# A problem solved by weighted median

Given a set of $n$ points $p_1,p_2,\ldots,p_n$ on a horizontal straight line (not necessarily in the order from left to right) with associated $x$-coordinates $x_1,x_2,\ldots,x_n$ (not necessarily in ascending orders) and associated weights $w_1,w_2,\ldots,w_n$ such that $\sum_{i=1}^n w_i = 1$. The objective is to find a point $p$ on the straight line such that the sum $\sum_{i=1}^n |x_p-x_i|w_i$ is minimum, where $x_p$ is the $x$-coordinate of $p$.

Prove that the sum $\sum_{i=1}^n |x_p-x_i|w_i$ is minimum at a point $p$, where $p$ is such that $\sum_{x_i<x_p} w_i < \frac{1}{2}$ and $\sum_{x_i>x_p} w_i \leq \frac{1}{2}$.

I am trying to use algorithm Select to prove it. The algorithm divides the x-coordinates into $[n/5]$ sublists such that first $[n/5]-1$ sublists contain exactly 5 elements each, while the remaining one contains $n \pmod 5$ elements. Then we find the median of each sublist. Repeat the same process for each sublist.

But I think I get the gist of the problem, I think it is sufficient to prove that if $q$ is any point on the line such that $q≠p$,then $\sum_{i=1}^n|x_q-x_i| w_i≥\sum_{i=1}^n|x_p- x_i | w_i$, where $x_q$ is the x-coordinate of $q$.

But I am going no where with this. Am I using the wrong approach? Should I be using algorithm Min to get this? If yes, can someone explain how to get it?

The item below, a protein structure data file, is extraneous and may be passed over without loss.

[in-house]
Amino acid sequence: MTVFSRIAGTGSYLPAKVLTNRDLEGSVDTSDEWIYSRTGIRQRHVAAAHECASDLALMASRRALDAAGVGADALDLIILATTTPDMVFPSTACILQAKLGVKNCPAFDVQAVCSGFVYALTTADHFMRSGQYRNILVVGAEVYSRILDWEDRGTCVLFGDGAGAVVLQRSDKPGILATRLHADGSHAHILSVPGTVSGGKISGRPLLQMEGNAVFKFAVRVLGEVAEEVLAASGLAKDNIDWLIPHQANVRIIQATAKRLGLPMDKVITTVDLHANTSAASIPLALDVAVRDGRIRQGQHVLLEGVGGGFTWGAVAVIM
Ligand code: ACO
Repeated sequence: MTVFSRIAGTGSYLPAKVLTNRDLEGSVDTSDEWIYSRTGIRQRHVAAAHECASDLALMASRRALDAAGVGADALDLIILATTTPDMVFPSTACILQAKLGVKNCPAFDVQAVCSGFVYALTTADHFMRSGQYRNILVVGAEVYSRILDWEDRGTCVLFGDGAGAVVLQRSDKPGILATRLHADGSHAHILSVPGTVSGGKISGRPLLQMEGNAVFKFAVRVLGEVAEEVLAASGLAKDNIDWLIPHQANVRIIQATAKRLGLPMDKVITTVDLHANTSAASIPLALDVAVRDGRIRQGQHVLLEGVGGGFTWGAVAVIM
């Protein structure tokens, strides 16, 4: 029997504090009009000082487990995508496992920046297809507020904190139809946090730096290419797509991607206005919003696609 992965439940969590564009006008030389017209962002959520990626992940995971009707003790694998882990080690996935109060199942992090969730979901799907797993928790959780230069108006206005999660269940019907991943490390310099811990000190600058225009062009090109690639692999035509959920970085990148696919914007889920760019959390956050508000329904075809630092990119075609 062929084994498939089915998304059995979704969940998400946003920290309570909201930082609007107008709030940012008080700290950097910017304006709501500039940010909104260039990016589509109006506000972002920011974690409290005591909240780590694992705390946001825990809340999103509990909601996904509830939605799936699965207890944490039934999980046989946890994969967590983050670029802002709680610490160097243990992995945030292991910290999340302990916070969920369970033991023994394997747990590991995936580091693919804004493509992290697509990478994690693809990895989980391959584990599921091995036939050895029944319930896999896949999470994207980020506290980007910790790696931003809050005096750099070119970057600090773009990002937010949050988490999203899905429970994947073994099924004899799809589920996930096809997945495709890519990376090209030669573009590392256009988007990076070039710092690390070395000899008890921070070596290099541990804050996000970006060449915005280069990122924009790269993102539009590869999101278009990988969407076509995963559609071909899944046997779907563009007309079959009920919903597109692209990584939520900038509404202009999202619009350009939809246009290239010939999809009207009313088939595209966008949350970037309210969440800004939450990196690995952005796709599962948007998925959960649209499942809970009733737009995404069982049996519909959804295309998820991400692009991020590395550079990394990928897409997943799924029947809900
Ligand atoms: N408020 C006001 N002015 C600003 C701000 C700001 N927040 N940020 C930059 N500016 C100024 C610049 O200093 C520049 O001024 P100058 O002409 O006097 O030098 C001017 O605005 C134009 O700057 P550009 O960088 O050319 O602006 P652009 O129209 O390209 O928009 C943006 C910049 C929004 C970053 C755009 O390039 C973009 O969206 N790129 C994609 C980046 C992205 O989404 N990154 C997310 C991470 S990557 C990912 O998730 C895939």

• What have you tried? Where did you get stuck? You need to prove something; what proof methods have you considered? We don't want to just do your exercise for you; we want to help you understand. However, as you haven't given us much to work with, it's hard to know how to help you. 1. Can you solve any special cases? e.g., where the weights are all equal? Have you tried working through some examples? 2. Have you tried using calculus? If you take the derivative, what do you know about what the value of the derivate should be at the minimum point? – D.W. Feb 29 '16 at 17:56
• 3. Algorithms are irrelevant here, as the exercise doesn't ask you to find an algorithm. – D.W. Feb 29 '16 at 17:56

Let $I = \{ i : x_i < x_p \}$ and $J = \{ j : x_j > x_p \}$. Then the derivative of your objective function with respect to $x_p$ is $$\sum_{i \in I} w_i - \sum_{j \in J} w_j.$$